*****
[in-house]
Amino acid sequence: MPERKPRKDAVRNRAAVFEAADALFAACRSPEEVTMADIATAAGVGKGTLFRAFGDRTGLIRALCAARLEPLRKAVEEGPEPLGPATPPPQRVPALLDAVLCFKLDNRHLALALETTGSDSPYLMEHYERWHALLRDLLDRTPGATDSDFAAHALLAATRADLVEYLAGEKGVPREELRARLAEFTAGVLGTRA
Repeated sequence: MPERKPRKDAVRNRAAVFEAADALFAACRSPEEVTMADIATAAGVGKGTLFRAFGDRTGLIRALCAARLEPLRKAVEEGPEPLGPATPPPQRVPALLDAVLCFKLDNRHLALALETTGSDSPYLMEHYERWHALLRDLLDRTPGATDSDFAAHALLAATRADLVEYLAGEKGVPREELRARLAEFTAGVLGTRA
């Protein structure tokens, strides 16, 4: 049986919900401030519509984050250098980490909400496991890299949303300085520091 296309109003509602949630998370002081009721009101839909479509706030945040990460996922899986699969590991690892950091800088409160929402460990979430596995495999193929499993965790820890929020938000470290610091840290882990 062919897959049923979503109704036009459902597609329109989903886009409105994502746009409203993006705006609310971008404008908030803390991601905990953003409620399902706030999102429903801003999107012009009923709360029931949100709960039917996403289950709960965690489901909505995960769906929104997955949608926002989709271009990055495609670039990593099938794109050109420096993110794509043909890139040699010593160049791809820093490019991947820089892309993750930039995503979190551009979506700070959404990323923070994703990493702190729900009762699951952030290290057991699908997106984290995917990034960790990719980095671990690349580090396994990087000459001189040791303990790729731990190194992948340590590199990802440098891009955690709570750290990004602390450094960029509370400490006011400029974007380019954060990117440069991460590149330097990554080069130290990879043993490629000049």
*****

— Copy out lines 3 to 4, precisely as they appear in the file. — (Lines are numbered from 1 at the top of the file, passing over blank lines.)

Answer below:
Repeated sequence: MPERKPRKDAVRNRAAVFEAADALFAACRSPEEVTMADIATAAGVGKGTLFRAFGDRTGLIRALCAARLEPLRKAVEEGPEPLGPATPPPQRVPALLDAVLCFKLDNRHLALALETTGSDSPYLMEHYERWHALLRDLLDRTPGATDSDFAAHALLAATRADLVEYLAGEKGVPREELRARLAEFTAGVLGTRA
């Protein structure tokens, strides 16, 4: 049986919900401030519509984050250098980490909400496991890299949303300085520091 296309109003509602949630998370002081009721009101839909479509706030945040990460996922899986699969590991690892950091800088409160929402460990979430596995495999193929499993965790820890929020938000470290610091840290882990 062919897959049923979503109704036009459902597609329109989903886009409105994502746009409203993006705006609310971008404008908030803390991601905990953003409620399902706030999102429903801003999107012009009923709360029931949100709960039917996403289950709960965690489901909505995960769906929104997955949608926002989709271009990055495609670039990593099938794109050109420096993110794509043909890139040699010593160049791809820093490019991947820089892309993750930039995503979190551009979506700070959404990323923070994703990493702190729900009762699951952030290290057991699908997106984290995917990034960790990719980095671990690349580090396994990087000459001189040791303990790729731990190194992948340590590199990802440098891009955690709570750290990004602390450094960029509370400490006011400029974007380019954060990117440069991460590149330097990554080069130290990879043993490629000049």